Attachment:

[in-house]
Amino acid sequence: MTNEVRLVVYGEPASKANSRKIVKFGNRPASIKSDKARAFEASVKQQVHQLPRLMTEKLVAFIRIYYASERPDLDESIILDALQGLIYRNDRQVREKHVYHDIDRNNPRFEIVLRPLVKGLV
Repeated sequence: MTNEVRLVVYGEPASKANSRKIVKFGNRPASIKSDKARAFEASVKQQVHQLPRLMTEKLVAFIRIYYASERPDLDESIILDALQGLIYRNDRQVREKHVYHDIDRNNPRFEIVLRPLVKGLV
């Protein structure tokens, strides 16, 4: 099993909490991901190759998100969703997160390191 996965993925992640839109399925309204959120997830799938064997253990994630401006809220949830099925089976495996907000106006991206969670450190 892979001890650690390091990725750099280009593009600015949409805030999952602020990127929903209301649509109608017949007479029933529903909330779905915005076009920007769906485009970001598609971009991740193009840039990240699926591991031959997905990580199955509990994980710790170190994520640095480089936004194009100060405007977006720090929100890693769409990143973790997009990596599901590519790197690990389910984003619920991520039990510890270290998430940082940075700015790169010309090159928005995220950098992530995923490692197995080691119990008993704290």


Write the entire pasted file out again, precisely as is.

[in-house]
Amino acid sequence: MTNEVRLVVYGEPASKANSRKIVKFGNRPASIKSDKARAFEASVKQQVHQLPRLMTEKLVAFIRIYYASERPDLDESIILDALQGLIYRNDRQVREKHVYHDIDRNNPRFEIVLRPLVKGLV
Repeated sequence: MTNEVRLVVYGEPASKANSRKIVKFGNRPASIKSDKARAFEASVKQQVHQLPRLMTEKLVAFIRIYYASERPDLDESIILDALQGLIYRNDRQVREKHVYHDIDRNNPRFEIVLRPLVKGLV
């Protein structure tokens, strides 16, 4: 099993909490991901190759998100969703997160390191 996965993925992640839109399925309204959120997830799938064997253990994630401006809220949830099925089976495996907000106006991206969670450190 892979001890650690390091990725750099280009593009600015949409805030999952602020990127929903209301649509109608017949007479029933529903909330779905915005076009920007769906485009970001598609971009991740193009840039990240699926591991031959997905990580199955509990994980710790170190994520640095480089936004194009100060405007977006720090929100890693769409990143973790997009990596599901590519790197690990389910984003619920991520039990510890270290998430940082940075700015790169010309090159928005995220950098992530995923490692197995080691119990008993704290």